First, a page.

Punishing and brutal; sweeping and cinematic, are just several adjectives that would not be out of place to describe Swans’ 12th proper studio album, The Seer.And at nearly two hours in length, the allusions to film are not that misleading.While some may be instantly put off by the investment required to become fully immersed in this album, listeners who display patience will be rewarded by an epically nuanced barrage of angry, white noise; sounds that may not serve as a nice soundtrack to a dinner party, but can instead help ease the frustration of a shitty day at work or help push you through the mundane redundancy of a mid-week workout.
However, a short-term commitment to the music is probably not what Michael Gira and Co. had in mind.The soundscapes and furious roar is best experienced by listening all the way through. Here, the details emerge: the breathless panting that kicks off “Mother of the World” makes sense after running the gauntlet of album opener, “Lunacy”. The Iggy Pop swagger of “The Seer Returns” grooves a little harder after the up-down frenetic burn of the 32-minute (yep, that’s right) prequel “The Seer”.And when Karen O. makes an appearance singing lead vocals on “Song For a Warrior”, one will better appreciate this freshly minted spot of beauty on an otherwise dark and foreboding string of songs.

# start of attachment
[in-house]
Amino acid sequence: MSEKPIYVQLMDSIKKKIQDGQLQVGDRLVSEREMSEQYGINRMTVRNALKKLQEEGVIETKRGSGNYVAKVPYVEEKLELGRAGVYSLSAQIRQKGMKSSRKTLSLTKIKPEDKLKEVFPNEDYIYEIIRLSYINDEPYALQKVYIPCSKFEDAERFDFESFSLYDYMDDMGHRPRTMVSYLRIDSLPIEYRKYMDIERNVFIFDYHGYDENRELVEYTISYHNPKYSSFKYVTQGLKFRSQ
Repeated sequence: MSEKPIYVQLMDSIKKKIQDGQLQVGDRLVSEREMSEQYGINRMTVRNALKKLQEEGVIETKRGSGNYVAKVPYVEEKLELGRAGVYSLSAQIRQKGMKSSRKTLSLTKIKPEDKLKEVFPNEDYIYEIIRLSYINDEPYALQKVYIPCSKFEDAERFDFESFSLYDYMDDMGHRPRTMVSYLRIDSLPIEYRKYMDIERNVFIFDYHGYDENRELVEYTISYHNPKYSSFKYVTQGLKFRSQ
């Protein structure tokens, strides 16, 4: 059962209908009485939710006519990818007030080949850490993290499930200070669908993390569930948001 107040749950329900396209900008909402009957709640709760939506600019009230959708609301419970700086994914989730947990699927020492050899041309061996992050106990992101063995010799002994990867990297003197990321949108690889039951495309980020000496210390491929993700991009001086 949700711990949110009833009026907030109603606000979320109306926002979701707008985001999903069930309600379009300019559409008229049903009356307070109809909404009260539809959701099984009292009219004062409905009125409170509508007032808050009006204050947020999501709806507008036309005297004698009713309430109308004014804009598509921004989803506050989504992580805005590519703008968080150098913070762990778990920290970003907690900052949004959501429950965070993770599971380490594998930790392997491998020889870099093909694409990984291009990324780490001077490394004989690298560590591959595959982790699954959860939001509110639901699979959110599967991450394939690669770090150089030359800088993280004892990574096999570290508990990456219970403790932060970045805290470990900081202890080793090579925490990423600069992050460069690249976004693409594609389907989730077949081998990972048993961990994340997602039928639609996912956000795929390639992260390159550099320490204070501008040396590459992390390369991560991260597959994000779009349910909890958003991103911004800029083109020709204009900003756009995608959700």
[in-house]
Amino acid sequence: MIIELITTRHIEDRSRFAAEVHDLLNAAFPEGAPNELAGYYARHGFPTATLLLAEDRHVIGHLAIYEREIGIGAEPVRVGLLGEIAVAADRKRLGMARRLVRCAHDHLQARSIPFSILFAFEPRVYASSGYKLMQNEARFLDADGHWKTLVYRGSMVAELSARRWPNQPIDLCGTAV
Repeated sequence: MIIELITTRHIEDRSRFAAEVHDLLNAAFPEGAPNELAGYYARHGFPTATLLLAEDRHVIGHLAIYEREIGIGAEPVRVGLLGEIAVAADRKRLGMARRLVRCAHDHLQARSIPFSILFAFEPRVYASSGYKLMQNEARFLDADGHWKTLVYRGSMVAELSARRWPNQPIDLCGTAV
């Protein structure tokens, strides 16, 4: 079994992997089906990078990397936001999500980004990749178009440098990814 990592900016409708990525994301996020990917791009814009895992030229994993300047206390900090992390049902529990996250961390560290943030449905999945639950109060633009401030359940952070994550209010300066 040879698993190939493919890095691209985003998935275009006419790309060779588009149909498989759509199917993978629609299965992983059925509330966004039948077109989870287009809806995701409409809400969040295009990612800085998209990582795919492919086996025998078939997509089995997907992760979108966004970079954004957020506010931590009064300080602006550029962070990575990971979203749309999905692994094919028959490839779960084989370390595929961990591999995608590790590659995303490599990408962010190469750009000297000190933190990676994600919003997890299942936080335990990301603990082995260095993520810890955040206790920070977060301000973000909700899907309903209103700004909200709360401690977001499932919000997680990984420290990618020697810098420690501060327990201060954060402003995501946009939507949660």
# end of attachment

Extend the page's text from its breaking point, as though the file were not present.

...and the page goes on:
So, one may not have 120 minutes to devote the uninterrupted attention that The Seer aims to seek. Give a listen to what you can anyway.It’s a powerful testament to the idea that music can still channel the primal rages and desires found inside all of us and a reassuring promise that its appearance doesn’t have to fit nicely into pleasant packaging. It’s okay to get your rage on every now and then.